The schools they attended and their houses of worship inured them to it. The lessons they were given, taught them to accept their suffering as a part of the natural order, as links in the great chain of being, a chain which the inextricably were bound by, belonged to.  

The way of life was to go unnoticed, to blend in, to repress everything; these were the keys to survival.

A family might cultivate these skills and live unremarkable lives for generations, only to be cast down by the powers that be, for the sheer pleasure of it.

A random patrol might decide of its own volition to focus its attention on a person or family, and once they did the Collective would delight in watching them crumble.

The state would take everything, up to and including their lives.

It might be a random event, or it could emanate from the Continuum issuing a directive, passing it down through the hierarchy to exploit a narrative it believed the Collective would enjoy.

The people who suffered under these pogroms were taught to interpret all such events as karma, either the fulfillment of a cosmic and spiritual debt, or payment in advance for an indulgence they might receive in the next life.

Everything was transactional, including the spirituality of the Imperial Cult.

The Imperial Schools and the Temple both taught the people that every action they committed and every word they spoke mattered. The value of their words and deeds was recorded and they would be punished or rewarded, either in this life or the next for the things they said and did.

There was no mercy.

Apart from the upper classes: the nobility, the religious orders and the military, the lives of ordinary people throughout the empire were sorrowful, trillions of people, on millions of worlds suffered.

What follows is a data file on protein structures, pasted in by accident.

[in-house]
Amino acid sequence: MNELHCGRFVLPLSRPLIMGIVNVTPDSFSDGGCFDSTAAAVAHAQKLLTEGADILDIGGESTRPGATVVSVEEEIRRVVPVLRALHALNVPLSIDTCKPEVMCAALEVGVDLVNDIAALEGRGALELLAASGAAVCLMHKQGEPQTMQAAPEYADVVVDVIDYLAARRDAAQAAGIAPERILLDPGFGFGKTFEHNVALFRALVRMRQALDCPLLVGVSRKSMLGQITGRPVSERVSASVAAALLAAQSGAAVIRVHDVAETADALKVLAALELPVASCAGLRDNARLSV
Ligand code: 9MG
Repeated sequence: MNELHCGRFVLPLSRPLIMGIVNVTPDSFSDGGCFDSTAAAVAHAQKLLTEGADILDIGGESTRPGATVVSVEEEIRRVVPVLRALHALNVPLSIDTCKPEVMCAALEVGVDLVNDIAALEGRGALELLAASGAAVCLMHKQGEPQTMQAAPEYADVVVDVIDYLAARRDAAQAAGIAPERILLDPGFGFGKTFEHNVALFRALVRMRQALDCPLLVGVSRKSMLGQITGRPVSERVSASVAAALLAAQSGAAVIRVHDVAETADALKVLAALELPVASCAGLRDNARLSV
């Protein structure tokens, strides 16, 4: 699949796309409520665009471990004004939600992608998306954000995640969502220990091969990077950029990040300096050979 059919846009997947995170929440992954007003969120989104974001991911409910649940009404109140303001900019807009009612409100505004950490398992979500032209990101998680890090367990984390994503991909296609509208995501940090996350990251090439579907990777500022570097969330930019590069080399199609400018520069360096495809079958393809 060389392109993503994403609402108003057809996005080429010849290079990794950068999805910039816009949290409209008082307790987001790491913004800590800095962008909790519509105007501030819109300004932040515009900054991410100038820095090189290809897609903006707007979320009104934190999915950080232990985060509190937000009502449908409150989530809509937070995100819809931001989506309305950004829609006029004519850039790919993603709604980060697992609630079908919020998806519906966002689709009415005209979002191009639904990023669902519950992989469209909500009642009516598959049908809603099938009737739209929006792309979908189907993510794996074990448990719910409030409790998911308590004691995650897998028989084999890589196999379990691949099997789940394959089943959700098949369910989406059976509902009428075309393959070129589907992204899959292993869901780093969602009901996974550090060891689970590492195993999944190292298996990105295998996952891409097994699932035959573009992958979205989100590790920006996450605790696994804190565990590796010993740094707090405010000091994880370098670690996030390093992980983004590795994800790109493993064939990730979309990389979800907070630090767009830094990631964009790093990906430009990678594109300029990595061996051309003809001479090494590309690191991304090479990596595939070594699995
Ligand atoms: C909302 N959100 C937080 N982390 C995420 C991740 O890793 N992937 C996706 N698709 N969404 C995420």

They were depressed.

The military orders made up barely ten percent of the population, and the religious orders barely one.

Among the ordinary people there were high level bureaucrats and merchants who lived lives of comfort, and this gave them some ease, but the highest of them were viewed as lesser beings, lower than the lowest soldier.

The classes were fixed.

Most were angry, without hope, desperate and alone.

Even those in the upper hierarchies spent their days filled with dread, competing for place and prestige, searching for the esteem of their superiors and always uncertain of when they might be called upon to sacrifice, or called upon to pay a karmic debt that some distant ancestor had incurred.

Competition among them was vicious.

The only group of people who reflected an image of peace, were those at the very bottom of the caste system, those who had nothing to lose, who had no hope of changing their station in this life, those without class or caste…the outcaste and the untouchable.

For all of the wonders of the Empire, for all of its technological marvels, and the physical beauty of the people, the pal of death hung over the entire civilization.

It was the end that each and every person looked forward to, death, the hope that in the next life they would have been able to advance to a place they were not able to reach in the course of their current life. They hoped for justice, for a redress to their suffering in the next world, believing that it was impossible to have satisfaction in this one.

El was a media darling, before he developed a conscience.

Even in his youth, when he was a part of the rebellion and a terrorist, the press loved him and loved covering him.

Of course they vilified him, but only because they had to. It was in the script.

El was the enemy, but the people were fascinated by him, they followed his every move, and not just the people of his home planet, his story was covered throughout the Empire.

His daring and his heroism drove ratings.  

The Continuum had its own interest in his story, carefully managing it and the Collective loved the narratives that sprang from his life.

In his youth El’s motivation was anger not altruism. He manifested a hatred for the Empire, for its schools, for the Imperial Cult, a hatred he carried deep in his heart.